Indians are struggling to keep pace with the rate of deaths and cremations of nearly 4,000 people a day from COVID-19. From this, there is an appalling scene of scores of bodies washing up on the banks of the sacred Ganges River.
History of the Ganges River
This is the most sacred river in Hindu culture and tradition in India. The Ganges River is the personification of the Hindu Goddess Ganga. Millions of Hindus follow certain important religious occasions that require bathing in this river. It is their belief that doing so will grant them forgiveness of their misdoings. It is also a strong belief that all Hindus must bathe in this sacred river at least once in their lifetime.
Hindus travel long distances to scatter the ashes of loved ones in the Ganges River. By doing so, they believe the reincarnation cycle ends. Hence the Ganges River plays a very significant and important role in Hinduism.
Overwhelming infections and deaths in rural areas
According to data from a Reuters tally, India currently accounts for one in three reported deaths around the world from the coronavirus. Despite receiving donations of oxygen cylinders and other vital medical equipment from other countries, its health system is still overwhelmed.
Only very basic healthcare is available in rural parts of India. To make matters worse, these areas are now also running short of wood for traditional Hindu cremations.
On Tuesday, authorities said the discovery of scores of bodies found floating down the Ganges in two separate states are currently under investigation.
M P Singh, a senior government official in Ghazipur district, in Uttar Pradesh, said “As of now it is very difficult for us to say where these dead bodies have come from.”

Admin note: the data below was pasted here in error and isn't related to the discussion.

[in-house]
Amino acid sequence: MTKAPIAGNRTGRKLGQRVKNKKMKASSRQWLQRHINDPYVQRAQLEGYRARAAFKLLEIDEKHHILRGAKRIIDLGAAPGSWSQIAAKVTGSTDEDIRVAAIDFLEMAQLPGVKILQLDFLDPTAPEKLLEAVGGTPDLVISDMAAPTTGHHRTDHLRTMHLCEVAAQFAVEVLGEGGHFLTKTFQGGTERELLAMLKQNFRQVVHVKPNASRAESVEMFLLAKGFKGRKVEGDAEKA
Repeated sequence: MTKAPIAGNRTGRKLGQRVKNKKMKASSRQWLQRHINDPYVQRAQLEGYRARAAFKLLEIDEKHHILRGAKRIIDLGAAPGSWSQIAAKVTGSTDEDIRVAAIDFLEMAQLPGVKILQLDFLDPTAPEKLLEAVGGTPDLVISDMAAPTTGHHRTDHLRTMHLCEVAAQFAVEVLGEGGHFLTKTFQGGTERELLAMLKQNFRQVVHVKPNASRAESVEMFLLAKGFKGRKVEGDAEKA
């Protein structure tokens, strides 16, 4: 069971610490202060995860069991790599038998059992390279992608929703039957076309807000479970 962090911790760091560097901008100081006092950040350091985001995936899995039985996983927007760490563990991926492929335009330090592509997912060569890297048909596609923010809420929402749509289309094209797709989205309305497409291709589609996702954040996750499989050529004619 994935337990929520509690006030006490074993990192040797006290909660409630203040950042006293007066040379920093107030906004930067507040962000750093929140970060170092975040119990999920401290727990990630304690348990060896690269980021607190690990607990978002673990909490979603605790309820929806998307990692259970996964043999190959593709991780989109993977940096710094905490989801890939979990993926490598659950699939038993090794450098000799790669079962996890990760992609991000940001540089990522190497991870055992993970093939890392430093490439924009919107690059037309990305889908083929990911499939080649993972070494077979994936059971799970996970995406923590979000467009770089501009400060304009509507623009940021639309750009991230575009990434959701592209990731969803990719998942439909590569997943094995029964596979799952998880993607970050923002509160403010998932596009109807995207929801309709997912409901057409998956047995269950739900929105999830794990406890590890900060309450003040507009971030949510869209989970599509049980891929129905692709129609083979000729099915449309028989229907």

“People are immersing bodies in the holy Ganges river instead of cremation because of shortage of cremation wood” according to Akhand Pratap, a local resident.
After cremation, ashes of many bodies of COVID victims are abandoned by their relatives, even in the capital, New Delhi. Volunteers wash the ashes and pray over them. They then take the ashes to scatter into the river in the holy city of Haridwar, 180km away.
Ashish Kashyap is a volunteer from the charity organization, Shri Deodhan Sewa Samiti. She said “Our organisation collects these remains from all the crematoriums and performs the last rituals in Haridwar so that they can achieve salvation.”
The daily infections
According to the health ministry, the seven-day average of daily infections hit a record 390,995 on Tuesday, with 3,876 deaths.
Official COVID-19 deaths are believed to stand at just under a quarter of a million. Many experts say the number is almost certainly under-reported.
The coronavirus variant was first identified in India last year. On Monday, the World Health Organization said the Indian variant is a variant of global concern. Some preliminary studies are showing that this variant spreads more easily.
Oxygen tankers delayed
In the government SVR Ruia hospital in the southern city of Tirupati, 11 people died on Monday. Their deaths were due to a delay of a tanker carrying vital supplies of oxygen.
M Harinarayan, the district’s senior civil servant, explained that “There were issues with oxygen pressure due to low availability. It all happened within a span of five minutes.”
The Maharashtra state around the financial centre of Mumbai, and Indian capital, Delhi, are running short of vaccines as well. These are two of the hardest-hit areas in India.
Rajesh Tope, Maharashtra health minister, told reporters “We are ready to buy doses, but they are not available right now.”
There are increasing calls for a nationwide lockdown due to India’s second wave of the pandemic. More states are imposing tougher restrictions that have hurt many businesses as well as the overall Indian economy.
A Foxconn factory in the southern state of Tamil Naidu produces the Apple iPhone 12. There is more than a 50 percent drop in production, as many of the workforce have contracted COVID-19.
12th May 2021 23:00
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